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Epistemology is an area of philosophy studying the theory of knowledge and justified belief. Epistemology is concerned with questions like:1)
Epistemology has been primarily concerned with declarative or propositional knowledge, and not with other forms of knowledge like procedural or ability knowledge.3)
When talking about knowledge or that someone knows something, usually this knowledge has two necessary and sufficient requirements:4)
This means that in order to consider something an element of our knowledge, it has to be truth and its “owner” must believe in it. If we would omit the first condition, for example, if a friend of yours told you that 2+2 equals 5, you probably wouldn't consider this to be a representation of a different knowledge. You would say that he is wrong or that he does not know to perform the operation of addition of 2 and 2, although he believes he does. Alternatively, if a friend of yours told you he knew an answer to a quiz question but still suggested another answer or no answer at all when prompted, you still probably wouldn't believe that he really knew the right answer.5)
A third condition is in some literature added to the two above:6)
Unless the correctness of the knowledge and the belief is somehow justified, it might just be a matter of luck.
These three prerequisites form one of the various definitions of knowledge.
Still, when speaking strictly in context of epistemology, defining knowledge is difficult due to the problem of the criterion:
Another criticism of the justified-true-belief view of knowledge was written by Edmund Gettier9) demonstrating how even a justified true belief can be a matter of luck or circumstances and not knowledge (for example someone forming a true justified belief about what time it is by looking at clock that doesn't work any more but just happens to be showing the right time).10)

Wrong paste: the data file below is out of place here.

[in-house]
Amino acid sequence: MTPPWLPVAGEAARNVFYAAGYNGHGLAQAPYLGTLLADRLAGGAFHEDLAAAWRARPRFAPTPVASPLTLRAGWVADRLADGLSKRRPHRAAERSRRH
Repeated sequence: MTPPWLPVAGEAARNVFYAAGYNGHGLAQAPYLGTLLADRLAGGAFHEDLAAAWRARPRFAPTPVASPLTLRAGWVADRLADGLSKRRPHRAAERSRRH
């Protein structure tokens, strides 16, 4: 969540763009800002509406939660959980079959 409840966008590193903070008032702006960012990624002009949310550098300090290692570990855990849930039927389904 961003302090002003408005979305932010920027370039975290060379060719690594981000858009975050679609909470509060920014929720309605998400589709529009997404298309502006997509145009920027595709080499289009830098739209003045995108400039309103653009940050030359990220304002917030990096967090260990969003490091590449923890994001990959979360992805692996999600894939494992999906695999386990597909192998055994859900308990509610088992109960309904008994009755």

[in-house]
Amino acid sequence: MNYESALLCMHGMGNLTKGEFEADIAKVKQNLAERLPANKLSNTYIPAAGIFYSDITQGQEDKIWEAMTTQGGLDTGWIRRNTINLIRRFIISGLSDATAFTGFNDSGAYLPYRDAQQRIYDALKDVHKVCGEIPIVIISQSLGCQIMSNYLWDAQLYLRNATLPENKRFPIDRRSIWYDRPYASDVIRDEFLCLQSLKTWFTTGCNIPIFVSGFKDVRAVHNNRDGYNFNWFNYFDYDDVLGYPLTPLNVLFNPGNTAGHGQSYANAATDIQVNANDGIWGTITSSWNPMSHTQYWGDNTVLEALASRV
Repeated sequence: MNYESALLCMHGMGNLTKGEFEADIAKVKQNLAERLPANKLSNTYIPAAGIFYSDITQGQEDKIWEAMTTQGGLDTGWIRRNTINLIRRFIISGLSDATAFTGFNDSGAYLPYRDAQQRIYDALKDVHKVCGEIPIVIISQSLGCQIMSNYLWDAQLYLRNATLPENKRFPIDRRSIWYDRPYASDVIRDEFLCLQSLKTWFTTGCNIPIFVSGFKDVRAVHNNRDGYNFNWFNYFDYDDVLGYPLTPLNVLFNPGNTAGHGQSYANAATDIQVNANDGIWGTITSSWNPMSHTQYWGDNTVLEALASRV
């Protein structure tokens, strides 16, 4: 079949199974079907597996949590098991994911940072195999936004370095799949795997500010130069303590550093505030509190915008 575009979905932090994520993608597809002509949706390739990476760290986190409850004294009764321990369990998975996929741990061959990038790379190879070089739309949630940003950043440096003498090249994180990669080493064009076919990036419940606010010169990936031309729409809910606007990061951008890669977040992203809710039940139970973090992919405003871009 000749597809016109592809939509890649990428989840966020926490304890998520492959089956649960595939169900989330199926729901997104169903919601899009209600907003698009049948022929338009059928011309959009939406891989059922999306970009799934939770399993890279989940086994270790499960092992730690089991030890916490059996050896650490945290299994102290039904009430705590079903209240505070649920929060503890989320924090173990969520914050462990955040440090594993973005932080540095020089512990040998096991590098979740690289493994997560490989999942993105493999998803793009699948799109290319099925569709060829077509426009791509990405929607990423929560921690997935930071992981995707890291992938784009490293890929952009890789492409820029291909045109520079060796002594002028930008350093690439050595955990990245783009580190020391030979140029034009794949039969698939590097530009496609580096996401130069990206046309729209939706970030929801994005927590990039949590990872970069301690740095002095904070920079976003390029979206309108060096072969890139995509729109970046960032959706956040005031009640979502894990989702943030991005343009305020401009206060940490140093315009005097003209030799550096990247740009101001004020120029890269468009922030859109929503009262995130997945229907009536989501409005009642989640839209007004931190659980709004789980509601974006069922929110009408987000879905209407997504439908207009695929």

The concept of knowledge is subjected to a number of other issues like:11)
Not to elaborate further on epistemological dilemmas and to return to the area of assessment, e-assessment and potential of computers in assessment, we will now set a more practical definition of knowledge in context of mentioned topic starting from the justified, true belief definition.
The second change we introduce to the starting definition, also suggested by other authors14), is to replace justified with certain (although others suggest only adding certainty15)). We suggest that certainty comes as the result of the strength of justification one can present to himself. Still, the problem with certainty is similar to the one with justification:
This leads us to our definition of knowledge we will use in context of knowledge assessments and e-assessments: knowledge is a
Another important concept to be introduced here is the usable knowledge, which
|Criterion of knowledge:|
|Malaria is a disease caused by a parasite.|
|Student's belief that malaria is a disease caused by bacterial or viral infection.||Student's belief that malaria is a disease caused by a parasite.|
|Certain of correctness||Uncertain of correctness||Certain of correctness|
|Usable belief||Unusable belief||Usable belief|
|Student knowledge state:|
|Misinformed||Uninformed||Partly informed||Well informed|
Adapted from 18). The table can be read top-down or bottom up.
For example, a well informed student has a correct belief that malaria is caused by a parasite. He is certain of this fact since, he remembers he read it in a book or heard it from the teacher. His certainty is making this belief usable meaning he will choose that answer if questioned or will calm antibiotics have no effects on treating malaria.
An uninformed student, on the other hand is uncertain on what is causing malaria and has therefore unusable belief. His uncertainty may therefore result in giving a false answer, the right answer if he is lucky, or prevent him from dealing with more complex problems involving this information.